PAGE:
If you have a pet allergy, your immune system is reacting abnormally to harmful allergens. These allergens come from the proteins in a pet’s dander, urine, or saliva, not their fur. However, a pet’s fur can bring outdoor allergens like mold spores and pollen indoors. Cats cause more allergic reactions than dogs or other furry animals because they have more allergens in their saliva and on their bodies. Fish, amphibians, and other non-furry pets rarely cause allergies. This can make them ideal pets for young children with allergies.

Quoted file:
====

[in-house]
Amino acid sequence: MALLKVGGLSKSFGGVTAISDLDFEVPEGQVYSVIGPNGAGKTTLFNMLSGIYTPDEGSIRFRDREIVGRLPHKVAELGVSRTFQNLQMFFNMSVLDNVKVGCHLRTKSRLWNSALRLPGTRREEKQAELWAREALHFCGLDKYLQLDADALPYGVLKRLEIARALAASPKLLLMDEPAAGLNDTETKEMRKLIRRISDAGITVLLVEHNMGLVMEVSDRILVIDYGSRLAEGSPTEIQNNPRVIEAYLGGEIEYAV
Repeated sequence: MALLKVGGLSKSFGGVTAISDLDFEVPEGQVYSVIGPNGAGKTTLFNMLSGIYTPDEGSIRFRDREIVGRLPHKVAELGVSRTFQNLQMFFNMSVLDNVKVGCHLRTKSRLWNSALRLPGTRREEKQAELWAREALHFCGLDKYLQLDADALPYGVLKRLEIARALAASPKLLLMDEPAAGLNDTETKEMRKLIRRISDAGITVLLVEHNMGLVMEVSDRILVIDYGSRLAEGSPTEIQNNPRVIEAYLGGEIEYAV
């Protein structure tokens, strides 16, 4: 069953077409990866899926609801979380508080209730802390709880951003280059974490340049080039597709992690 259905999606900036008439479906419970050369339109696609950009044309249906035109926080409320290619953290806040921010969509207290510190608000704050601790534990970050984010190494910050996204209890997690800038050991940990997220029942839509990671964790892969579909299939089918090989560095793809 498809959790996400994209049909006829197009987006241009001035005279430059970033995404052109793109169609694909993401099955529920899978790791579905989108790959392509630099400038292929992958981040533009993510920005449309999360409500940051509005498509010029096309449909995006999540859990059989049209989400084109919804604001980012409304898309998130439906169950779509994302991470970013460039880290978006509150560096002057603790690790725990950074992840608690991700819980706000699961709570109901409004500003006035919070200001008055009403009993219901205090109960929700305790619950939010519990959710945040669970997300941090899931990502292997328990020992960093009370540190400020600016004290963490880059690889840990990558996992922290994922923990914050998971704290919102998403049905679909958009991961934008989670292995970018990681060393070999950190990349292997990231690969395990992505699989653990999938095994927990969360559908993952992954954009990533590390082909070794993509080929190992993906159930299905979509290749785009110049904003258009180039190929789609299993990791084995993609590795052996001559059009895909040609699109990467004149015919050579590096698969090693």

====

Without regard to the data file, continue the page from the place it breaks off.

Common pet allergies. Although pet allergies are common, you’re more likely to have one if a close family member has allergies or asthma. Studies show that living in a household with a pet in the first year of life helps build resistance to pet allergies. Pet allergy symptoms are similar to those of a cold or hay fever and include nasal congestion itchy, watery eyes, coughing from post nasal drip, and sinus pressure. Some people may also experience wheezing and difficulty breathing similar to asthma sufferers. Others may experience skin symptoms or allergic dermatitis. Direct contact with the pet will cause red, raised patches and itchy skin.